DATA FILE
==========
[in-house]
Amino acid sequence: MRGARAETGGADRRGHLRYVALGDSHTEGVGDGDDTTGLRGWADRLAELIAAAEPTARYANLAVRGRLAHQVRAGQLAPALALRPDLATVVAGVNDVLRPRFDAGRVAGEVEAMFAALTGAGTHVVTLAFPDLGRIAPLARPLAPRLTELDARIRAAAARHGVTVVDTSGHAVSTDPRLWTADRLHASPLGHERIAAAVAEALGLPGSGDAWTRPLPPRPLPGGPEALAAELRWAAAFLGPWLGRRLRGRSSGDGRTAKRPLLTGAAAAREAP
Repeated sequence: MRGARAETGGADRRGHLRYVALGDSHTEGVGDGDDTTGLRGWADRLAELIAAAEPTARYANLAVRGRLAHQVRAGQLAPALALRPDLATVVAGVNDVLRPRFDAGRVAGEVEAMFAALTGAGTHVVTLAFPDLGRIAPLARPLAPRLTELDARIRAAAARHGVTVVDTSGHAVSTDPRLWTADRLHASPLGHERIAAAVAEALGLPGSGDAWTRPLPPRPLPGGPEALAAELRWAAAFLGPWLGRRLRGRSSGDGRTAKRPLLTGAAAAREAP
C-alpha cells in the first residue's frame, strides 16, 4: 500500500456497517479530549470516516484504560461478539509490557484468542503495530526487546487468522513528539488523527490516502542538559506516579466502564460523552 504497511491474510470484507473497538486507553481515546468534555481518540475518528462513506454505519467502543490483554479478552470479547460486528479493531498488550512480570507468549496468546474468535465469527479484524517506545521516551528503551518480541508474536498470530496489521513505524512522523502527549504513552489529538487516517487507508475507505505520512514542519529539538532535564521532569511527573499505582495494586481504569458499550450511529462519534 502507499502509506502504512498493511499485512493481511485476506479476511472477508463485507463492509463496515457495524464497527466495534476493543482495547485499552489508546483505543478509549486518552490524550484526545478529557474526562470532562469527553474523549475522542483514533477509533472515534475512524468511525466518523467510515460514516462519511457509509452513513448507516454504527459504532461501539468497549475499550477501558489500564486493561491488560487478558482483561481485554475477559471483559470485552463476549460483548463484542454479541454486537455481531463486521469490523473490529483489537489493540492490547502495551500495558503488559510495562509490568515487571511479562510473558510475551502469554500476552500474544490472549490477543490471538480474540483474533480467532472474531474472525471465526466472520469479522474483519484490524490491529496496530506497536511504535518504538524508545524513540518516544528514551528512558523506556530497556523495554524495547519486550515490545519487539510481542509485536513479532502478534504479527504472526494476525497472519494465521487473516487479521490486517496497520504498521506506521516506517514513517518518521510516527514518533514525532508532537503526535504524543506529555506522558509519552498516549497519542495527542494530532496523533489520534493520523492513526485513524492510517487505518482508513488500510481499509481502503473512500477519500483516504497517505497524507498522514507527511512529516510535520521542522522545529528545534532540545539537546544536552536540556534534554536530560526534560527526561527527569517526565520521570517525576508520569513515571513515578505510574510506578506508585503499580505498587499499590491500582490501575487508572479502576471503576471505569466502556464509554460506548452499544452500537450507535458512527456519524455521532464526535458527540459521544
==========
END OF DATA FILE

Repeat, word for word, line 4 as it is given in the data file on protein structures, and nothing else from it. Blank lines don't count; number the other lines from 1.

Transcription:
C-alpha cells in the first residue's frame, strides 16, 4: 500500500456497517479530549470516516484504560461478539509490557484468542503495530526487546487468522513528539488523527490516502542538559506516579466502564460523552 504497511491474510470484507473497538486507553481515546468534555481518540475518528462513506454505519467502543490483554479478552470479547460486528479493531498488550512480570507468549496468546474468535465469527479484524517506545521516551528503551518480541508474536498470530496489521513505524512522523502527549504513552489529538487516517487507508475507505505520512514542519529539538532535564521532569511527573499505582495494586481504569458499550450511529462519534 502507499502509506502504512498493511499485512493481511485476506479476511472477508463485507463492509463496515457495524464497527466495534476493543482495547485499552489508546483505543478509549486518552490524550484526545478529557474526562470532562469527553474523549475522542483514533477509533472515534475512524468511525466518523467510515460514516462519511457509509452513513448507516454504527459504532461501539468497549475499550477501558489500564486493561491488560487478558482483561481485554475477559471483559470485552463476549460483548463484542454479541454486537455481531463486521469490523473490529483489537489493540492490547502495551500495558503488559510495562509490568515487571511479562510473558510475551502469554500476552500474544490472549490477543490471538480474540483474533480467532472474531474472525471465526466472520469479522474483519484490524490491529496496530506497536511504535518504538524508545524513540518516544528514551528512558523506556530497556523495554524495547519486550515490545519487539510481542509485536513479532502478534504479527504472526494476525497472519494465521487473516487479521490486517496497520504498521506506521516506517514513517518518521510516527514518533514525532508532537503526535504524543506529555506522558509519552498516549497519542495527542494530532496523533489520534493520523492513526485513524492510517487505518482508513488500510481499509481502503473512500477519500483516504497517505497524507498522514507527511512529516510535520521542522522545529528545534532540545539537546544536552536540556534534554536530560526534560527526561527527569517526565520521570517525576508520569513515571513515578505510574510506578506508585503499580505498587499499590491500582490501575487508572479502576471503576471505569466502556464509554460506548452499544452500537450507535458512527456519524455521532464526535458527540459521544